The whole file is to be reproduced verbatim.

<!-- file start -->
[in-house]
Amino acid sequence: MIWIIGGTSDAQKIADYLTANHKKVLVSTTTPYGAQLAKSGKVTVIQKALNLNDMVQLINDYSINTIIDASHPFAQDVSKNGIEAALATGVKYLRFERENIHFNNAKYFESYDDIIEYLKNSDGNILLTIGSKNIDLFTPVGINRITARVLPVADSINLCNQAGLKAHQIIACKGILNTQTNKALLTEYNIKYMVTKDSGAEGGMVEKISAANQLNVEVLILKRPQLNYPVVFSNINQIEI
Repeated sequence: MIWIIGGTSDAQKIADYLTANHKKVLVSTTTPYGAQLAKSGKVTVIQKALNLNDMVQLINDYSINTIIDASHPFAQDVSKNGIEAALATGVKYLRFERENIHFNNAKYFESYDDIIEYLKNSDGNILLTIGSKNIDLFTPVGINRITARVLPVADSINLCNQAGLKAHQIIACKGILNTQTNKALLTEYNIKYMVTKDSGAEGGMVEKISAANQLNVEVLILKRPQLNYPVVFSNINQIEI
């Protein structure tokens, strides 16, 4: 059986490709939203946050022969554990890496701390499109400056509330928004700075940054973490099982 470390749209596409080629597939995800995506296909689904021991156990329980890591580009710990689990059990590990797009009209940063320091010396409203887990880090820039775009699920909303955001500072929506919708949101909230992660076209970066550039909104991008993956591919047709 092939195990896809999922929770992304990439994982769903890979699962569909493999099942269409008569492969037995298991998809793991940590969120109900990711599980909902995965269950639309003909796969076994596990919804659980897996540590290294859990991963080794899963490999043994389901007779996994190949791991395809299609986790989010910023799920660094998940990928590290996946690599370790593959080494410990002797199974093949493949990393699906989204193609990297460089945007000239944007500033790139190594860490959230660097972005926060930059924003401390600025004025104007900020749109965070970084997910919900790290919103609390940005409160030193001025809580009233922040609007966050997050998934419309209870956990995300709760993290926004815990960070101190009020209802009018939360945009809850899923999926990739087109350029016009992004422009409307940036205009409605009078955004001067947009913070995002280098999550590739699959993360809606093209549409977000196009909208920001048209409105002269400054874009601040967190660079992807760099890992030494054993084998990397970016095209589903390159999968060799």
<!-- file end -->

[in-house]
Amino acid sequence: MIWIIGGTSDAQKIADYLTANHKKVLVSTTTPYGAQLAKSGKVTVIQKALNLNDMVQLINDYSINTIIDASHPFAQDVSKNGIEAALATGVKYLRFERENIHFNNAKYFESYDDIIEYLKNSDGNILLTIGSKNIDLFTPVGINRITARVLPVADSINLCNQAGLKAHQIIACKGILNTQTNKALLTEYNIKYMVTKDSGAEGGMVEKISAANQLNVEVLILKRPQLNYPVVFSNINQIEI
Repeated sequence: MIWIIGGTSDAQKIADYLTANHKKVLVSTTTPYGAQLAKSGKVTVIQKALNLNDMVQLINDYSINTIIDASHPFAQDVSKNGIEAALATGVKYLRFERENIHFNNAKYFESYDDIIEYLKNSDGNILLTIGSKNIDLFTPVGINRITARVLPVADSINLCNQAGLKAHQIIACKGILNTQTNKALLTEYNIKYMVTKDSGAEGGMVEKISAANQLNVEVLILKRPQLNYPVVFSNINQIEI
């Protein structure tokens, strides 16, 4: 059986490709939203946050022969554990890496701390499109400056509330928004700075940054973490099982 470390749209596409080629597939995800995506296909689904021991156990329980890591580009710990689990059990590990797009009209940063320091010396409203887990880090820039775009699920909303955001500072929506919708949101909230992660076209970066550039909104991008993956591919047709 092939195990896809999922929770992304990439994982769903890979699962569909493999099942269409008569492969037995298991998809793991940590969120109900990711599980909902995965269950639309003909796969076994596990919804659980897996540590290294859990991963080794899963490999043994389901007779996994190949791991395809299609986790989010910023799920660094998940990928590290996946690599370790593959080494410990002797199974093949493949990393699906989204193609990297460089945007000239944007500033790139190594860490959230660097972005926060930059924003401390600025004025104007900020749109965070970084997910919900790290919103609390940005409160030193001025809580009233922040609007966050997050998934419309209870956990995300709760993290926004815990960070101190009020209802009018939360945009809850899923999926990739087109350029016009992004422009409307940036205009409605009078955004001067947009913070995002280098999550590739699959993360809606093209549409977000196009909208920001048209409105002269400054874009601040967190660079992807760099890992030494054993084998990397970016095209589903390159999968060799």